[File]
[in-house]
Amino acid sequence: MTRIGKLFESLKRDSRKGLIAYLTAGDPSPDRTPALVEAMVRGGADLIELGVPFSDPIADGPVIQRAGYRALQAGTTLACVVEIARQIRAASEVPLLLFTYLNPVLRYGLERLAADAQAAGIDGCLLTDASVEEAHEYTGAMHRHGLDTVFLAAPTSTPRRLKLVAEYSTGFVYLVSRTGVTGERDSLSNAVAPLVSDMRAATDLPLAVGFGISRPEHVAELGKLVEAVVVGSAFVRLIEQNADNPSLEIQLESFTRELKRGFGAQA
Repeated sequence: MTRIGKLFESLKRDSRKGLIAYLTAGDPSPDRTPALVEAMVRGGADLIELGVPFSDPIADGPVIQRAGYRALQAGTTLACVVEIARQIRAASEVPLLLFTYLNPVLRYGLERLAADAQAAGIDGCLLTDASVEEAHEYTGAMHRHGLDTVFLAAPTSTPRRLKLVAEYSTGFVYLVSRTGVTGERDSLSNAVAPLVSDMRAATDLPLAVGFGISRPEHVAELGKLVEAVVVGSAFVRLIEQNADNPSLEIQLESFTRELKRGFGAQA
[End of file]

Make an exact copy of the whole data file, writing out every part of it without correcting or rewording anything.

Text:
[in-house]
Amino acid sequence: MTRIGKLFESLKRDSRKGLIAYLTAGDPSPDRTPALVEAMVRGGADLIELGVPFSDPIADGPVIQRAGYRALQAGTTLACVVEIARQIRAASEVPLLLFTYLNPVLRYGLERLAADAQAAGIDGCLLTDASVEEAHEYTGAMHRHGLDTVFLAAPTSTPRRLKLVAEYSTGFVYLVSRTGVTGERDSLSNAVAPLVSDMRAATDLPLAVGFGISRPEHVAELGKLVEAVVVGSAFVRLIEQNADNPSLEIQLESFTRELKRGFGAQA
Repeated sequence: MTRIGKLFESLKRDSRKGLIAYLTAGDPSPDRTPALVEAMVRGGADLIELGVPFSDPIADGPVIQRAGYRALQAGTTLACVVEIARQIRAASEVPLLLFTYLNPVLRYGLERLAADAQAAGIDGCLLTDASVEEAHEYTGAMHRHGLDTVFLAAPTSTPRRLKLVAEYSTGFVYLVSRTGVTGERDSLSNAVAPLVSDMRAATDLPLAVGFGISRPEHVAELGKLVEAVVVGSAFVRLIEQNADNPSLEIQLESFTRELKRGFGAQA